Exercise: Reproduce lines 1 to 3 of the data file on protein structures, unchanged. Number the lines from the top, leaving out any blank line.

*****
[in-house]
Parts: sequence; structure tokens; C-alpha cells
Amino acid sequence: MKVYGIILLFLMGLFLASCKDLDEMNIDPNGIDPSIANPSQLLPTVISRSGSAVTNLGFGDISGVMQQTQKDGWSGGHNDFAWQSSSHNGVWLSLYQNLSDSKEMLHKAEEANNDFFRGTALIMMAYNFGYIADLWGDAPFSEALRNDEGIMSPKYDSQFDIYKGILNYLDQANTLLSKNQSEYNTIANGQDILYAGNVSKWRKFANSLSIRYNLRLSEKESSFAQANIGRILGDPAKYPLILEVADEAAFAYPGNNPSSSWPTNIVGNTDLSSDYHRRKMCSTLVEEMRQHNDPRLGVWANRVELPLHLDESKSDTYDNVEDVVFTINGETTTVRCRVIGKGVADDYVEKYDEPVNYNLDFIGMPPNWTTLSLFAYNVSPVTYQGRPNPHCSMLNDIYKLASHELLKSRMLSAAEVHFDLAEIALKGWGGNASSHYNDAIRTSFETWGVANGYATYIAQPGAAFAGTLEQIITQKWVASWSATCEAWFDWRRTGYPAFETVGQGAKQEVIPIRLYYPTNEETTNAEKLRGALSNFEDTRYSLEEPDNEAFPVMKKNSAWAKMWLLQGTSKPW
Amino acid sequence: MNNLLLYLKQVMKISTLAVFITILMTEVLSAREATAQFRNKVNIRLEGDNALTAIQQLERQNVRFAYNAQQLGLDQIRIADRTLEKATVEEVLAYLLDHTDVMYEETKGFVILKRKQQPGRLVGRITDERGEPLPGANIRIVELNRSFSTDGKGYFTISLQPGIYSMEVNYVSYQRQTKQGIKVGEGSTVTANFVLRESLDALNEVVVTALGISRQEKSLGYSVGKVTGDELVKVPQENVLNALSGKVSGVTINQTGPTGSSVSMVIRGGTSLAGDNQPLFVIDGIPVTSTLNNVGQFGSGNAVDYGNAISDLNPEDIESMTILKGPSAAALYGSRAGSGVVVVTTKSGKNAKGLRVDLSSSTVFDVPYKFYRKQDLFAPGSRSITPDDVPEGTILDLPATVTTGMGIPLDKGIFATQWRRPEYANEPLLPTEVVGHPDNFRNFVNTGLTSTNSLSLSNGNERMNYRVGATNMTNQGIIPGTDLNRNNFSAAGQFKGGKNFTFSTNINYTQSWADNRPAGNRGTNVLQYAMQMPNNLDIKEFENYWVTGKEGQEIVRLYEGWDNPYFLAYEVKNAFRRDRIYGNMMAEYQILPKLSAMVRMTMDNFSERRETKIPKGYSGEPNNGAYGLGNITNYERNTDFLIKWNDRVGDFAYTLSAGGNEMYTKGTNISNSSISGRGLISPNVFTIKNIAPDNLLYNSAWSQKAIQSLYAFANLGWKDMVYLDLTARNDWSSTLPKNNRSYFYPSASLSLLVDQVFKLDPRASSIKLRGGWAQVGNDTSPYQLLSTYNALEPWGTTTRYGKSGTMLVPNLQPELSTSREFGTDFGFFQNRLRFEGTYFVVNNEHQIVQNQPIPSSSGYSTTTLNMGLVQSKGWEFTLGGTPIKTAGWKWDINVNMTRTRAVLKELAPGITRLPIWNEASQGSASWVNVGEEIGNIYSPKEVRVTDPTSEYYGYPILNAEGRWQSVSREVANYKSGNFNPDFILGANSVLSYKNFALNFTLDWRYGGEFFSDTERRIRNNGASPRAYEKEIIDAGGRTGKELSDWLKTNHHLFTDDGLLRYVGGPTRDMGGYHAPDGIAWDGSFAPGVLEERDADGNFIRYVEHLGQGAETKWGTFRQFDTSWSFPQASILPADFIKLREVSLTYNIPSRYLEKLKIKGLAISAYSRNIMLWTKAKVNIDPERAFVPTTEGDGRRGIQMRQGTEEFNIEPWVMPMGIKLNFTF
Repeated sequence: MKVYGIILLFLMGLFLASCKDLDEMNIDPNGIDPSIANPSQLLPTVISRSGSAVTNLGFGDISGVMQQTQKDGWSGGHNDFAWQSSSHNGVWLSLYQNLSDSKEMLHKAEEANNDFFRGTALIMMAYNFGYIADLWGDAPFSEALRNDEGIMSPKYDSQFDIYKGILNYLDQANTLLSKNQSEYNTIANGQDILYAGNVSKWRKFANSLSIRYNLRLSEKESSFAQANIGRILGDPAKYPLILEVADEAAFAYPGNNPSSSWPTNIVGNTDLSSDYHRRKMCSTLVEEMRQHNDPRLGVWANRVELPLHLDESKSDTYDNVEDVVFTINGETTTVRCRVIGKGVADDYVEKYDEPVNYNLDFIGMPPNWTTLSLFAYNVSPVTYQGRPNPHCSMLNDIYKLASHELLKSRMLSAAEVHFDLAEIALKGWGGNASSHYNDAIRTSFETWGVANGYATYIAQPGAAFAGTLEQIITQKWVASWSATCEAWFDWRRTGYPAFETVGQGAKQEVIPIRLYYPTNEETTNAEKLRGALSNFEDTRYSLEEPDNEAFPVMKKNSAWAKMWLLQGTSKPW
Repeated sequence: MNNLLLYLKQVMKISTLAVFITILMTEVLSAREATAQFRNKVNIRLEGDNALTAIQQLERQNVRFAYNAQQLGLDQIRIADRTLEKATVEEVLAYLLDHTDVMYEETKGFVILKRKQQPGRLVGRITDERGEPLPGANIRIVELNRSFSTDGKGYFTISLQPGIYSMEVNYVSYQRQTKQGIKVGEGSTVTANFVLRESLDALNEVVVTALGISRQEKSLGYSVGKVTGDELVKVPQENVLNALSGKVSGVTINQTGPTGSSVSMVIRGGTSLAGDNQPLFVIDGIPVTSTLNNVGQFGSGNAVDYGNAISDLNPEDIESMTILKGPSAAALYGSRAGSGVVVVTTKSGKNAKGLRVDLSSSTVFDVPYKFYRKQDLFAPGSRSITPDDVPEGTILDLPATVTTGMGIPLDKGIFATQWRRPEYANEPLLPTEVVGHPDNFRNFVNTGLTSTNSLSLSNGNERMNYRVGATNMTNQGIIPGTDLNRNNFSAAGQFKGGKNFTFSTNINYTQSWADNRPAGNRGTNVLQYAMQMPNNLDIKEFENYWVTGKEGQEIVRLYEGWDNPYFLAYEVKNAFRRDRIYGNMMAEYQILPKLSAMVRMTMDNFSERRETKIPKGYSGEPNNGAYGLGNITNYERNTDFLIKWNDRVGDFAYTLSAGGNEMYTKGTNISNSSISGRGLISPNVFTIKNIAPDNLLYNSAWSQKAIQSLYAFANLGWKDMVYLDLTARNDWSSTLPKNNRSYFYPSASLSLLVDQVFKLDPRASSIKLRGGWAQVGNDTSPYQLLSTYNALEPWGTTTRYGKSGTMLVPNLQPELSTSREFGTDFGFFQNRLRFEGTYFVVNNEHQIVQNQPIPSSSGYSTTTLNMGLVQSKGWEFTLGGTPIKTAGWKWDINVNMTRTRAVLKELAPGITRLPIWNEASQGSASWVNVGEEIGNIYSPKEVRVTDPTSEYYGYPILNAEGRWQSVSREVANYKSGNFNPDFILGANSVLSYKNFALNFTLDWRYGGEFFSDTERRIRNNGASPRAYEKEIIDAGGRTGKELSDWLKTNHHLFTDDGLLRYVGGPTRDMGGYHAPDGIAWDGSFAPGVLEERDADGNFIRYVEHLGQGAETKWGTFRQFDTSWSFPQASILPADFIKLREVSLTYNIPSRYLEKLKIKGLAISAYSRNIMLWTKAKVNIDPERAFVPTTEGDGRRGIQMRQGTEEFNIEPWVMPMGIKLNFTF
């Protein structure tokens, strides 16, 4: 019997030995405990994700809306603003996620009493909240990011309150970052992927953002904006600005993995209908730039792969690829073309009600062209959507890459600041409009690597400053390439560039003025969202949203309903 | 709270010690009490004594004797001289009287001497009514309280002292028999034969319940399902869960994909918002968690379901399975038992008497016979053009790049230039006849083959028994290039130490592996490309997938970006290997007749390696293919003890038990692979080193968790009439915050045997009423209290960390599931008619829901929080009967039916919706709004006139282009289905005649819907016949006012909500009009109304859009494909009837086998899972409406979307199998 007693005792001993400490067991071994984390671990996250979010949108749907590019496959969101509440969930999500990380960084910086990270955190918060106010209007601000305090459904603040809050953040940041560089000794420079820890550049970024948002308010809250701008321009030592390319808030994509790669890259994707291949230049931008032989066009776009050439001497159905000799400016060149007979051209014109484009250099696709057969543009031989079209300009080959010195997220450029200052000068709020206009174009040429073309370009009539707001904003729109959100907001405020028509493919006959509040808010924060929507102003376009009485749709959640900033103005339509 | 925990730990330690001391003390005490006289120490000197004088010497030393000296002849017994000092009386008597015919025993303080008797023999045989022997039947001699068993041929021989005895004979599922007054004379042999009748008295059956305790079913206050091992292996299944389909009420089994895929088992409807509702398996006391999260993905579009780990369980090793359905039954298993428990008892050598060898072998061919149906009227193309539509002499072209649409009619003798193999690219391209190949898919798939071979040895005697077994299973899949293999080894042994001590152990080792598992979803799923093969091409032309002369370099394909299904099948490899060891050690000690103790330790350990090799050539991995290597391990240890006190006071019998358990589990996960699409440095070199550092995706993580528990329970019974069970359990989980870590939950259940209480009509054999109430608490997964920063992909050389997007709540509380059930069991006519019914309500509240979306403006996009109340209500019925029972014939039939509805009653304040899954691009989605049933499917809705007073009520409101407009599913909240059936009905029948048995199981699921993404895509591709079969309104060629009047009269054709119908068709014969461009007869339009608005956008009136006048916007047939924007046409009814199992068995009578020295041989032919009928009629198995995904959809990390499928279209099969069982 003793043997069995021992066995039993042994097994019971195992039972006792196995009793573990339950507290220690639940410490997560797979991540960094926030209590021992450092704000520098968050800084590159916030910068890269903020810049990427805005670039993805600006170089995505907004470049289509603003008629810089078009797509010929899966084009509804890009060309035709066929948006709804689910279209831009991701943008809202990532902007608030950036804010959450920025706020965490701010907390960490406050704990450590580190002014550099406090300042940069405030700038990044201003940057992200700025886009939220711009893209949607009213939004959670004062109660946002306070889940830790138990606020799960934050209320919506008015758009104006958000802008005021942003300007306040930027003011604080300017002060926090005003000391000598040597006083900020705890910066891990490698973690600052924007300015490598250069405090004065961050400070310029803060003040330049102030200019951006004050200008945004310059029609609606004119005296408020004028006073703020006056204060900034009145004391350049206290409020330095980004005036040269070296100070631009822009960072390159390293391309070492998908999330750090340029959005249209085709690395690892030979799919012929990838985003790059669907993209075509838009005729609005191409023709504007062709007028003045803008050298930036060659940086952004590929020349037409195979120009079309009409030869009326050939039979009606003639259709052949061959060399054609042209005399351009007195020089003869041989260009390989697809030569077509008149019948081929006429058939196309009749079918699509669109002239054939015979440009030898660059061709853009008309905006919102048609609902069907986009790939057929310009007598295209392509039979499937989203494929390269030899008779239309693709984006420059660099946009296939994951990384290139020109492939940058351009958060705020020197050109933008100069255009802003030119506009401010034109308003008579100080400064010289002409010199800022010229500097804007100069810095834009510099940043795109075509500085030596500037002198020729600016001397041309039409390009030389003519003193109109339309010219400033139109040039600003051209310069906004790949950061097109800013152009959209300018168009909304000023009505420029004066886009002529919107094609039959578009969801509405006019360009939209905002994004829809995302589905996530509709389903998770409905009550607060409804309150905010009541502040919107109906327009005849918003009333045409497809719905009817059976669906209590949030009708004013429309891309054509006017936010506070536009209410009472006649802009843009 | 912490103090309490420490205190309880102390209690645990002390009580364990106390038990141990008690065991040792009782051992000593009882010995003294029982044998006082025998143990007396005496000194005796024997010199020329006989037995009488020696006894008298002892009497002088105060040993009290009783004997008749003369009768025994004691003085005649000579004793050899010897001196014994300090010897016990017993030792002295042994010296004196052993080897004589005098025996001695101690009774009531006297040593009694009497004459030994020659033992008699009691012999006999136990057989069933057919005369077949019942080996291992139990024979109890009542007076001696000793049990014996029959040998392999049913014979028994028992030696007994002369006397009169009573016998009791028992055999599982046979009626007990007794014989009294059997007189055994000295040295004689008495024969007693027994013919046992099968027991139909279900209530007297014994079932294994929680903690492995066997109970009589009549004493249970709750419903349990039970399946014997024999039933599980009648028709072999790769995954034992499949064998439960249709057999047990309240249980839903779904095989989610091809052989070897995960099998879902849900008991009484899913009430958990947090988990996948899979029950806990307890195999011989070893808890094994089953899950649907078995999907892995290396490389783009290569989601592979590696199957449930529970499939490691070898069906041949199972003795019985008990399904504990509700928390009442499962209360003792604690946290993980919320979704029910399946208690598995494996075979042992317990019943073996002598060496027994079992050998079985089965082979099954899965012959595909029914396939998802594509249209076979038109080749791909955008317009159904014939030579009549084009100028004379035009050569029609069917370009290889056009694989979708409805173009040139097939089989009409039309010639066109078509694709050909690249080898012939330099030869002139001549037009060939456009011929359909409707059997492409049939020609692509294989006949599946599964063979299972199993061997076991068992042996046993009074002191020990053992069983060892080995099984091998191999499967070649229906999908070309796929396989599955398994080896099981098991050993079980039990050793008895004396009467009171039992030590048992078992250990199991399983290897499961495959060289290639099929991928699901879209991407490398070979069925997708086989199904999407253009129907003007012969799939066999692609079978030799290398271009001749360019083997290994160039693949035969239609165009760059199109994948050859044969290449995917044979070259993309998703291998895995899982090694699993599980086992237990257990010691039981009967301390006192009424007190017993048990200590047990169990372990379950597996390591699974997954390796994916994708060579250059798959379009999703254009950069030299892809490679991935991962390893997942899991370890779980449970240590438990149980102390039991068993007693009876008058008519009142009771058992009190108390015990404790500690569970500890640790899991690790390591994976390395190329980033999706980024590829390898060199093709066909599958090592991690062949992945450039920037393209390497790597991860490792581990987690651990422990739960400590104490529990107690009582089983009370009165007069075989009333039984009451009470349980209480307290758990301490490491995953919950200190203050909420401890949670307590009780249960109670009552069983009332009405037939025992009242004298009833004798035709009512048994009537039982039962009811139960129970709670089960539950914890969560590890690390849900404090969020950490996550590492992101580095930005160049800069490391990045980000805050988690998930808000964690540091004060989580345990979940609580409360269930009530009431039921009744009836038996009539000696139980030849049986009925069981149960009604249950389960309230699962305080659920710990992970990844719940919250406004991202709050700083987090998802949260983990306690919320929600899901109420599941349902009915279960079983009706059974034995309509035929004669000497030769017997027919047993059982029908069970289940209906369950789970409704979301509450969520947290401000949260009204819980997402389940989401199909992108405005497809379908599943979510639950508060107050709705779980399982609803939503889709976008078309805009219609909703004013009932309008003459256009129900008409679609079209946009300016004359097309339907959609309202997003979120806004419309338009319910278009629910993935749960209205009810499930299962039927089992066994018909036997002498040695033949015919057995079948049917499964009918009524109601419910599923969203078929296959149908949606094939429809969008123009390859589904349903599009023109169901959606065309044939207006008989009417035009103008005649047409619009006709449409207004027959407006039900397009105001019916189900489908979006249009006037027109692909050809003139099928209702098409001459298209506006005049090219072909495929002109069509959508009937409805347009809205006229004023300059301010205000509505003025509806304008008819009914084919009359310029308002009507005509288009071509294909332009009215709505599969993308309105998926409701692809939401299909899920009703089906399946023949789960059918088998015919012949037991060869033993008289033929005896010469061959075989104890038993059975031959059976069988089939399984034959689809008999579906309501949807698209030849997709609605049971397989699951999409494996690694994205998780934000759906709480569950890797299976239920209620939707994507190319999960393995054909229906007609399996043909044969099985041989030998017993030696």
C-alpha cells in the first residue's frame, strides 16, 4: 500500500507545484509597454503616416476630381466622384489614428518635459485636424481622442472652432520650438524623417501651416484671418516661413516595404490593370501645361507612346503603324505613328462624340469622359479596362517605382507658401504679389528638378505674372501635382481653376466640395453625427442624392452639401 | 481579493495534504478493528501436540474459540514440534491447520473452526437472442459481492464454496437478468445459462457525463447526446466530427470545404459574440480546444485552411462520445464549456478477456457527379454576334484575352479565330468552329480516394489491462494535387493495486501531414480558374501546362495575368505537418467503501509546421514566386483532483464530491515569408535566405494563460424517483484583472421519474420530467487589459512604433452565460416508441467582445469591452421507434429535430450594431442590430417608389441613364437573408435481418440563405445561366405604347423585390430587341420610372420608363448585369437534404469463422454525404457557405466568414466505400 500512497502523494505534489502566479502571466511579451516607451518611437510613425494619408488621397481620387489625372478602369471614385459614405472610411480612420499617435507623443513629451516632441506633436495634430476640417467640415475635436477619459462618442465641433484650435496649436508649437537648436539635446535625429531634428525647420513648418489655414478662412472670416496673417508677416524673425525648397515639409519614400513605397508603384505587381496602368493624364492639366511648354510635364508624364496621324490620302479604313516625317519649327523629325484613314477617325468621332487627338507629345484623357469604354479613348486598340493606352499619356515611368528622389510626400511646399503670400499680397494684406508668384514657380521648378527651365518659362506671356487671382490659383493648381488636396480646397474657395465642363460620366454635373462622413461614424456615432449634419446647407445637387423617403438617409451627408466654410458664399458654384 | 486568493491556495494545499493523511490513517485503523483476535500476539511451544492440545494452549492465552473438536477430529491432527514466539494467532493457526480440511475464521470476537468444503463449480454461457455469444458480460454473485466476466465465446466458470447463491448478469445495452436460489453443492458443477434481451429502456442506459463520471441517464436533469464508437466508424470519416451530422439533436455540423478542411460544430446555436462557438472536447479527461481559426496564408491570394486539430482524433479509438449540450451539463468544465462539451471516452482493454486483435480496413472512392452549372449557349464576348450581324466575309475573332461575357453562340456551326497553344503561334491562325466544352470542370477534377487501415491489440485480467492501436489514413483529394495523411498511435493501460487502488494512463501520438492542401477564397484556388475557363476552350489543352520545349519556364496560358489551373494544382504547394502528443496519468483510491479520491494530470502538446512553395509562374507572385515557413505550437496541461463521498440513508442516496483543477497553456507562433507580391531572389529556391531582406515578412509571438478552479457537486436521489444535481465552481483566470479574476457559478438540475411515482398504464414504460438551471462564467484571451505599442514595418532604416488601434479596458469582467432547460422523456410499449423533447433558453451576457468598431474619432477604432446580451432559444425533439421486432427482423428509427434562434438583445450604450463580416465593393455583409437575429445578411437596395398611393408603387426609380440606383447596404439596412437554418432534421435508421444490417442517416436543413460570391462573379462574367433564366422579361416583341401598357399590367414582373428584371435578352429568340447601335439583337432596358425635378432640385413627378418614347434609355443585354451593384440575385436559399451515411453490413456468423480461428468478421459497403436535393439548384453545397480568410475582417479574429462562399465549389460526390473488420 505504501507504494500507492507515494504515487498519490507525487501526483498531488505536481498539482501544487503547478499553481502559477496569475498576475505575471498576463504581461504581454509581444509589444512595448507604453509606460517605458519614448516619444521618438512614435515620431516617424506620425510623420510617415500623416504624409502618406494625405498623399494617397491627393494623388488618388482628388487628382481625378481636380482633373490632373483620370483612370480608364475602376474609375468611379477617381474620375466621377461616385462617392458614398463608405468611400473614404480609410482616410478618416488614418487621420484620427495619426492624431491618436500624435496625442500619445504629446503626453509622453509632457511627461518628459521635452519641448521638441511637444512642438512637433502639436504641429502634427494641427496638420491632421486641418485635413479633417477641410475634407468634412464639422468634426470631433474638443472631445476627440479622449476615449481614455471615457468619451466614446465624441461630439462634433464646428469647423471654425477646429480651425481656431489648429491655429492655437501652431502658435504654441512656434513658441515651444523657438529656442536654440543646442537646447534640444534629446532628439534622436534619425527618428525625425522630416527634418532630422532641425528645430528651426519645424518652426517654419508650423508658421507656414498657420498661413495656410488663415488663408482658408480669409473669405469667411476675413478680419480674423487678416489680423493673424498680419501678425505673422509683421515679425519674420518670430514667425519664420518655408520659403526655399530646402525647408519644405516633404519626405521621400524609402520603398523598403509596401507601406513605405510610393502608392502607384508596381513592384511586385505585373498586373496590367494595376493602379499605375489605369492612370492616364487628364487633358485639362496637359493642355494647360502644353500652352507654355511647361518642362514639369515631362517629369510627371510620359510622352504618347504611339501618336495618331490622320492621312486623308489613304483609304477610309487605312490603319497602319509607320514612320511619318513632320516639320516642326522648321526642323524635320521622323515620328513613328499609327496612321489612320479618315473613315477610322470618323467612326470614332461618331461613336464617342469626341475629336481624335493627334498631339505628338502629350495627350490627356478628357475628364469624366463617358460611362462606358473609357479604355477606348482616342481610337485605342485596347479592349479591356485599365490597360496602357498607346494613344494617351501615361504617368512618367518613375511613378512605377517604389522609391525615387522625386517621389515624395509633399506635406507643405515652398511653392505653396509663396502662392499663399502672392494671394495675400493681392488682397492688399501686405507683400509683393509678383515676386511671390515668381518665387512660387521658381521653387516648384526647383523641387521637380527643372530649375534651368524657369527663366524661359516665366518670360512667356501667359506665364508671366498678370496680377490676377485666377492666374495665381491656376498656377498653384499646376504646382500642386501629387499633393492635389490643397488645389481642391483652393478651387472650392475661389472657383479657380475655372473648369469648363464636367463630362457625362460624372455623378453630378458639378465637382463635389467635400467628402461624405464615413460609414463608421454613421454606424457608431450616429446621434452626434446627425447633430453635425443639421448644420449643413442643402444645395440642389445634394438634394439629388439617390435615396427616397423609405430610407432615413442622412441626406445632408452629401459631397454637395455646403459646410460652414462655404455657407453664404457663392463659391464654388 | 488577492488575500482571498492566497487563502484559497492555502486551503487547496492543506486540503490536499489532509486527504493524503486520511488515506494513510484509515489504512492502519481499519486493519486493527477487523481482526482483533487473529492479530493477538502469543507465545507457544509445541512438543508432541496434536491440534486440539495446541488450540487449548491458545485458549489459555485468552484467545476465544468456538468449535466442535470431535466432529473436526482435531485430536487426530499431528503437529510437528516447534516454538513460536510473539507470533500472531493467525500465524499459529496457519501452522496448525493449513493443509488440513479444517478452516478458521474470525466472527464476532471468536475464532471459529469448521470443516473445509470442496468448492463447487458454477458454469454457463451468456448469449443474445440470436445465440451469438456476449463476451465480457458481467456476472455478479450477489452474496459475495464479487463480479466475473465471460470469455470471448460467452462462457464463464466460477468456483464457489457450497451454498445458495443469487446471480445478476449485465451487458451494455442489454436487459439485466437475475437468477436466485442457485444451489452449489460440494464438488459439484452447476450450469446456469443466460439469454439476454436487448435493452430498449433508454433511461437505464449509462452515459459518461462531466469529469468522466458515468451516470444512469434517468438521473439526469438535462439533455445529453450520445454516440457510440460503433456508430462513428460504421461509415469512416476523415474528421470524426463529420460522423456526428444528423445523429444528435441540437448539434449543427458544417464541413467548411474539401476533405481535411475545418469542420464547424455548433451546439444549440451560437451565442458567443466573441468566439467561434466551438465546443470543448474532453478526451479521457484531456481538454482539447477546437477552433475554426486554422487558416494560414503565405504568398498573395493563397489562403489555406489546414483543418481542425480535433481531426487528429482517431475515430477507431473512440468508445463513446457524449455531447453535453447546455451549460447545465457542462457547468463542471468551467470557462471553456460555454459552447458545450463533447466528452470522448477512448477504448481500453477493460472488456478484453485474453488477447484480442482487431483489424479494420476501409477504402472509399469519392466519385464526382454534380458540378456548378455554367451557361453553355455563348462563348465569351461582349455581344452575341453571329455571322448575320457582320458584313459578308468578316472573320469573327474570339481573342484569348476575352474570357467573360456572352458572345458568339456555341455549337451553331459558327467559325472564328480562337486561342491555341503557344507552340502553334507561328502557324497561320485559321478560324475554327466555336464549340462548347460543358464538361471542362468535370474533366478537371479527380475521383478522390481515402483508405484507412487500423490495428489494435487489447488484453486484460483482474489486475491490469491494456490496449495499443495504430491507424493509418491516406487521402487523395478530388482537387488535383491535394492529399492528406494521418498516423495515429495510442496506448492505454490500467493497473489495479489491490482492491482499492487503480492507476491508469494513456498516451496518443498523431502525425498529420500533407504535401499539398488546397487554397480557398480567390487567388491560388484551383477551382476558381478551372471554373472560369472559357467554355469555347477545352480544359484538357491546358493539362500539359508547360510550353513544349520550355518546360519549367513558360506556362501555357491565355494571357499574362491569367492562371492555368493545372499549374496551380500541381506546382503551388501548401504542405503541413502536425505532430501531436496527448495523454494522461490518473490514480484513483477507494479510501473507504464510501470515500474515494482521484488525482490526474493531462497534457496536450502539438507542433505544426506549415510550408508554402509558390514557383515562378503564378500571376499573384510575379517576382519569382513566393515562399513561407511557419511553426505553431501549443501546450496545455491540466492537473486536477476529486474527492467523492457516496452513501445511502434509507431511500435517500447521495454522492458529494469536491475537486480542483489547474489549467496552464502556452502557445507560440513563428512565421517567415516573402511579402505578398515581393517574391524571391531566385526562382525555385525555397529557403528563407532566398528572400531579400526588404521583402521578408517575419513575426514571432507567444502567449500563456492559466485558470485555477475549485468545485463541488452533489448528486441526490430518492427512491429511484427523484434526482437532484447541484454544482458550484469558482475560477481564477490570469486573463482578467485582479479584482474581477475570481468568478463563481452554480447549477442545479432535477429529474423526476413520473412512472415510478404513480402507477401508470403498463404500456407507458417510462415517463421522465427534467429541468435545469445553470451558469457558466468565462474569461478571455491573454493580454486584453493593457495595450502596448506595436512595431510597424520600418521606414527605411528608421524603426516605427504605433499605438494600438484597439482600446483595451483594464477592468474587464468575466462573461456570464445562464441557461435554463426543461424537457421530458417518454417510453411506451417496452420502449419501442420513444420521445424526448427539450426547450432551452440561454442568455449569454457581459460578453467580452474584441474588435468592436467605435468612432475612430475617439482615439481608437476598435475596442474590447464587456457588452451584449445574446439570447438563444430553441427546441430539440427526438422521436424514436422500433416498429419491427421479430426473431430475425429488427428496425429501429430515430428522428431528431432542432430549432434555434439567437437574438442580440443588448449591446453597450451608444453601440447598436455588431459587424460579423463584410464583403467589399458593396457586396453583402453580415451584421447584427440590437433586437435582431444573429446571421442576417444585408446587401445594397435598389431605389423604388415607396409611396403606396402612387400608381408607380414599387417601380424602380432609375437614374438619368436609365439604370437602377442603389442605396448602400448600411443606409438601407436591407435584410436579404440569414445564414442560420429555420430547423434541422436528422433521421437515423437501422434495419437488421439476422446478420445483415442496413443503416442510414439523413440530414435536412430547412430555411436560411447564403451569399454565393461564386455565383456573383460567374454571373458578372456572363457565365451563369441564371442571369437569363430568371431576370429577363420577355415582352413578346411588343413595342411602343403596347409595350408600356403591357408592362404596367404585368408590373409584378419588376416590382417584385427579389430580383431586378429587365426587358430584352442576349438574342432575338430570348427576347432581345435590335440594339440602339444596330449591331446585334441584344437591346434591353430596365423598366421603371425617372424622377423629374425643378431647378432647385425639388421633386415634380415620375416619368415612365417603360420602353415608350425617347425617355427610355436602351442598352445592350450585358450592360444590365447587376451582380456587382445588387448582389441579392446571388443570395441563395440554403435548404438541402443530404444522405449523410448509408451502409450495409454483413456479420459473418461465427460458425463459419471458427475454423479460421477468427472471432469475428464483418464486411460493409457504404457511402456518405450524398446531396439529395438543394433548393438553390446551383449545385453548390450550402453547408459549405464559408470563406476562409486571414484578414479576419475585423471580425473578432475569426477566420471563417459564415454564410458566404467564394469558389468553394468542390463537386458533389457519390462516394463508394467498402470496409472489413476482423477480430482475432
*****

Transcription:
[in-house]
Parts: sequence; structure tokens; C-alpha cells
Amino acid sequence: MKVYGIILLFLMGLFLASCKDLDEMNIDPNGIDPSIANPSQLLPTVISRSGSAVTNLGFGDISGVMQQTQKDGWSGGHNDFAWQSSSHNGVWLSLYQNLSDSKEMLHKAEEANNDFFRGTALIMMAYNFGYIADLWGDAPFSEALRNDEGIMSPKYDSQFDIYKGILNYLDQANTLLSKNQSEYNTIANGQDILYAGNVSKWRKFANSLSIRYNLRLSEKESSFAQANIGRILGDPAKYPLILEVADEAAFAYPGNNPSSSWPTNIVGNTDLSSDYHRRKMCSTLVEEMRQHNDPRLGVWANRVELPLHLDESKSDTYDNVEDVVFTINGETTTVRCRVIGKGVADDYVEKYDEPVNYNLDFIGMPPNWTTLSLFAYNVSPVTYQGRPNPHCSMLNDIYKLASHELLKSRMLSAAEVHFDLAEIALKGWGGNASSHYNDAIRTSFETWGVANGYATYIAQPGAAFAGTLEQIITQKWVASWSATCEAWFDWRRTGYPAFETVGQGAKQEVIPIRLYYPTNEETTNAEKLRGALSNFEDTRYSLEEPDNEAFPVMKKNSAWAKMWLLQGTSKPW